Adam Rawlings, millionaire park ranger, was as shocked as Abby when she accidentally discovered a murdered man buried in a shallow grave in the sand.
Face to face with an exciting relationship with Adam, the perfect man, leaves her no excuse for backing away from a growing intimacy. Vagabond Abby must consider relocating if she wants to continue an invaluable relationship with Adam, the original home town hero.

Abby struggles as she continues to work deep in the breathtaking wilds of Central Florida while trying to ignore the menace of a serious and threatening stalker. Her task was to reexamine long held premises and prejudices while admiring the southern flora and fauna through the lens of her camera. Bird and nature lovers alert.

Busted in Bird land. Still...what a calendar he would make with that uniform, that smile, those shoulders. She stifled a sigh of pure visual pleasure.

You had better stop it, Miss Smarty. He has the authority to fine and kick you out of the park permanently if he so chooses. Holy Moly-- love a uniformed hunk!


She stifled a giggle which was riotously rolling around deep inside her, threatening to break out. He continued to loom, gazing thoughtfully while she fidgeted in her warm nest sheltered by the dune. Surrounding them, the sporadic wind blew the smell of something baking in the sun. With her face turned upward and her eyes half-closed against the glare, she awaited her fate. She offered a weak smile while trying to bring into focus his face which was back lit by the bright sunlight. It couldn't hurt, she thought, and tried for puppy dog eyes pleading for mercy.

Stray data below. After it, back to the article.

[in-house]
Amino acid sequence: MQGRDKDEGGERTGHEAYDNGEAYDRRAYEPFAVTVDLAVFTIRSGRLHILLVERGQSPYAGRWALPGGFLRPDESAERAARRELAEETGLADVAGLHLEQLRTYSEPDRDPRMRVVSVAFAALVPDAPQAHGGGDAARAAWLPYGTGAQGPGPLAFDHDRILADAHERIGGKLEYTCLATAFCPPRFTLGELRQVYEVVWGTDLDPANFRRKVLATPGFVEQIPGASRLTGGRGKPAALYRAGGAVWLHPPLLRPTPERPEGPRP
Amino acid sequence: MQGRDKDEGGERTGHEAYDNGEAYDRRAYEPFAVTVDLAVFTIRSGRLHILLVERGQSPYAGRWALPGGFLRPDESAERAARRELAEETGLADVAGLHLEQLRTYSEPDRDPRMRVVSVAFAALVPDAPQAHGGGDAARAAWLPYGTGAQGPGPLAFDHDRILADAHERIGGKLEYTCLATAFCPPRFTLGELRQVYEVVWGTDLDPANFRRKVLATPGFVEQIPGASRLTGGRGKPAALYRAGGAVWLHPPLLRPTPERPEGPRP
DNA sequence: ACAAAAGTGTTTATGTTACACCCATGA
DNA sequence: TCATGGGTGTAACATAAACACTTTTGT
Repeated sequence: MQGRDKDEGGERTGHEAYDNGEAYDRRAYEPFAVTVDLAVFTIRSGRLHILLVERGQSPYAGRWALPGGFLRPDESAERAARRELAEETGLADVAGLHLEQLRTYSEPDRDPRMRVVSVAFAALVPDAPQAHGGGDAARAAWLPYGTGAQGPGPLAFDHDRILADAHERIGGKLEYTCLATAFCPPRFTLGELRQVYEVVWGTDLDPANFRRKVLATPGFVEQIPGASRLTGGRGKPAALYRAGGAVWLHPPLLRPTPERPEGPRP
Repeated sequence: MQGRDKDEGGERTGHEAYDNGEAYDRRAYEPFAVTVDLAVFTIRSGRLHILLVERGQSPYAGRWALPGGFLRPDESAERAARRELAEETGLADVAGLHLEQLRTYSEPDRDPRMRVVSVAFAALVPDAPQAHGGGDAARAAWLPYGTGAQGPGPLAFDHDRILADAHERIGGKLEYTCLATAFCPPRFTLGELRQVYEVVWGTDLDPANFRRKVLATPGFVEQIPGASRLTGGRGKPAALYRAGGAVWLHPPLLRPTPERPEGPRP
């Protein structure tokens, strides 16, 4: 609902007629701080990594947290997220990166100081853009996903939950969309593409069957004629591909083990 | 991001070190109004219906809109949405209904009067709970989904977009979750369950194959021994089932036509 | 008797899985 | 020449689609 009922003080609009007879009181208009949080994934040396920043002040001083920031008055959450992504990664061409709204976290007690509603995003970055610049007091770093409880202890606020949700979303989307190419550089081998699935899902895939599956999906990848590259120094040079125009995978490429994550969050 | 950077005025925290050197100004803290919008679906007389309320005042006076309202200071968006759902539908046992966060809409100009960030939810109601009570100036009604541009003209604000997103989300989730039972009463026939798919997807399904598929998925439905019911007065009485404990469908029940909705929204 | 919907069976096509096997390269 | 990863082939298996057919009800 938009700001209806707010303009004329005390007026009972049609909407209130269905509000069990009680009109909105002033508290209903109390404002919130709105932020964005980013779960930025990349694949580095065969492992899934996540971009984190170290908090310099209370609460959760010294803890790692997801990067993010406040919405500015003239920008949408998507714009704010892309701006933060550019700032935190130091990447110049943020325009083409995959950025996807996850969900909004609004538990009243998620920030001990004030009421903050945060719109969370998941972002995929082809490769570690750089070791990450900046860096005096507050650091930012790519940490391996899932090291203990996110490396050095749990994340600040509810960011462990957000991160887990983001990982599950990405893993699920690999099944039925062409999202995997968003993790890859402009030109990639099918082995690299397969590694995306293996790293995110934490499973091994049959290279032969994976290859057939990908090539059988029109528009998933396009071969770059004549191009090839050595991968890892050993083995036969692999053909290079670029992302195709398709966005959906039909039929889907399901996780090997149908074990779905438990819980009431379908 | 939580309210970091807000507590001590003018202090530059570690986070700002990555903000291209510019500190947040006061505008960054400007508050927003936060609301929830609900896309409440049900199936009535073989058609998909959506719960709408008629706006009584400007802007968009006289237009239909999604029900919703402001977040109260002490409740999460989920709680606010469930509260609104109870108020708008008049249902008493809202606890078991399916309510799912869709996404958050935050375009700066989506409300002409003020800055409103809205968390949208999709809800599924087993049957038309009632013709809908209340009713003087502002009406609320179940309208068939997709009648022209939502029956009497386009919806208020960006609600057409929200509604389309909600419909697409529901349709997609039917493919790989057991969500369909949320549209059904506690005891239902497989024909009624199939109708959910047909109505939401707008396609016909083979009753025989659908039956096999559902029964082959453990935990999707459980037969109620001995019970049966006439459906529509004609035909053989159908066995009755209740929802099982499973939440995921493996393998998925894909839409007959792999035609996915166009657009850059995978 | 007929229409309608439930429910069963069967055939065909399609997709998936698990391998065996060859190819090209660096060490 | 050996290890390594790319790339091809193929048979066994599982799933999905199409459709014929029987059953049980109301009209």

"Leave this area, and I'll forget your lapse of good manners--this time. Don't let me catch you trespassing on restricted lands again. This is a nature preserve. Visitors may not wander about-- especially during nesting season," he added giving her a stern look. "And that goes for well-meaning, good-looking, lady photographers as well."

Janis Lane is the pen-name for gifted author Emma Lane who writes cozy mysteries as Janis, Regency as Emma, and spice as Sunny Lane.

She lives in Western New York where winter is snowy, spring arrives with rave reviews, summer days are long and velvet, and fall leaves are riotous in color. At long last she enjoys the perfect bow window for her desk where she is treated to a year-round panoramic view of nature. Her computer opens up a fourth fascinating window to the world. Her patient husband is always available to help with a plot twist and encourage Emma to never quit. Her day job is working with flowers at Herbtique and Plant Nursery, the nursery she and her son own.

Look for information about writing and plants on Emma's new website. Leave a comment or a gardening question and put a smile on Emma's face.

Stay connected to Emma on Facebook and Twitter. Be sure to check out the things that make Emma smile on Pinterest.


  1. My son had one on his former property. Boy those trees are messy! Wink. Thanks for sharing your experience with us, and all the best in all you do, Emma! Happy Harvest!

  2. Have to plant the mulberry out away from driveways and clothes lines. Yes, the birds eat the berries and then . . . . lol